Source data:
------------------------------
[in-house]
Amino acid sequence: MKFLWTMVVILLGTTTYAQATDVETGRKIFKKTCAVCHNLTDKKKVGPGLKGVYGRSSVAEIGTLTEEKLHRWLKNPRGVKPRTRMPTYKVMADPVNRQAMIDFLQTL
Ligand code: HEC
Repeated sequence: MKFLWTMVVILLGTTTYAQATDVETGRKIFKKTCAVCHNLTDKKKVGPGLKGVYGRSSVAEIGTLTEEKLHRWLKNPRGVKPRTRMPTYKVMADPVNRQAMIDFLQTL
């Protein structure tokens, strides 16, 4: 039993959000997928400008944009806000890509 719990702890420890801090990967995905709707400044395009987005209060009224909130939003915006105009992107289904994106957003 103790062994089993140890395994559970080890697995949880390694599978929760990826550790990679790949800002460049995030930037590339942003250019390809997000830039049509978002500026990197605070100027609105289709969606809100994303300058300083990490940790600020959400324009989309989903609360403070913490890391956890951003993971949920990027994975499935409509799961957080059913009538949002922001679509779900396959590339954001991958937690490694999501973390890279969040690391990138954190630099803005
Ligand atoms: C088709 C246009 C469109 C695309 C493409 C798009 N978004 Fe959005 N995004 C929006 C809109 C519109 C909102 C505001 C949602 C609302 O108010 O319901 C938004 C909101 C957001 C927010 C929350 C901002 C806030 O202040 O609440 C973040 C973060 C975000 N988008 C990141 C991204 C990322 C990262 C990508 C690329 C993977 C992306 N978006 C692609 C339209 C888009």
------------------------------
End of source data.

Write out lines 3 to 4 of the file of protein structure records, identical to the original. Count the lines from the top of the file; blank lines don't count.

Ligand code: HEC
Repeated sequence: MKFLWTMVVILLGTTTYAQATDVETGRKIFKKTCAVCHNLTDKKKVGPGLKGVYGRSSVAEIGTLTEEKLHRWLKNPRGVKPRTRMPTYKVMADPVNRQAMIDFLQTL